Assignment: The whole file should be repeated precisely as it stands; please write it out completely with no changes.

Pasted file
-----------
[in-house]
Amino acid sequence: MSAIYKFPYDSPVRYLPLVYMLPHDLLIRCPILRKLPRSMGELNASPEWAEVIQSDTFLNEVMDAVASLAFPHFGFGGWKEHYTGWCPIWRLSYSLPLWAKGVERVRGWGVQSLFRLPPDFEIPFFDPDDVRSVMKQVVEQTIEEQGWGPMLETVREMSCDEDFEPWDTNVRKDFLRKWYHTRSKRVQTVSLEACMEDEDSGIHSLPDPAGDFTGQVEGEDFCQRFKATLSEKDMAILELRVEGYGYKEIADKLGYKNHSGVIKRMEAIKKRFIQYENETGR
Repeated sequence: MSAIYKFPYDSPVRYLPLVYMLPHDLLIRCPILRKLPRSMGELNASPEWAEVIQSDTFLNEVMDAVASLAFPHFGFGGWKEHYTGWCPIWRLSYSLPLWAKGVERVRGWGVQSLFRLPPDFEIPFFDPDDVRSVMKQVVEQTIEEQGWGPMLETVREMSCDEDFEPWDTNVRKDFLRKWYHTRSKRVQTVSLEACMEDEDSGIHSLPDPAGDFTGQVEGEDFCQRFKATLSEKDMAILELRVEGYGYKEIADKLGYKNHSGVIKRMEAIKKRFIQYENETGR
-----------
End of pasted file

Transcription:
[in-house]
Amino acid sequence: MSAIYKFPYDSPVRYLPLVYMLPHDLLIRCPILRKLPRSMGELNASPEWAEVIQSDTFLNEVMDAVASLAFPHFGFGGWKEHYTGWCPIWRLSYSLPLWAKGVERVRGWGVQSLFRLPPDFEIPFFDPDDVRSVMKQVVEQTIEEQGWGPMLETVREMSCDEDFEPWDTNVRKDFLRKWYHTRSKRVQTVSLEACMEDEDSGIHSLPDPAGDFTGQVEGEDFCQRFKATLSEKDMAILELRVEGYGYKEIADKLGYKNHSGVIKRMEAIKKRFIQYENETGR
Repeated sequence: MSAIYKFPYDSPVRYLPLVYMLPHDLLIRCPILRKLPRSMGELNASPEWAEVIQSDTFLNEVMDAVASLAFPHFGFGGWKEHYTGWCPIWRLSYSLPLWAKGVERVRGWGVQSLFRLPPDFEIPFFDPDDVRSVMKQVVEQTIEEQGWGPMLETVREMSCDEDFEPWDTNVRKDFLRKWYHTRSKRVQTVSLEACMEDEDSGIHSLPDPAGDFTGQVEGEDFCQRFKATLSEKDMAILELRVEGYGYKEIADKLGYKNHSGVIKRMEAIKKRFIQYENETGR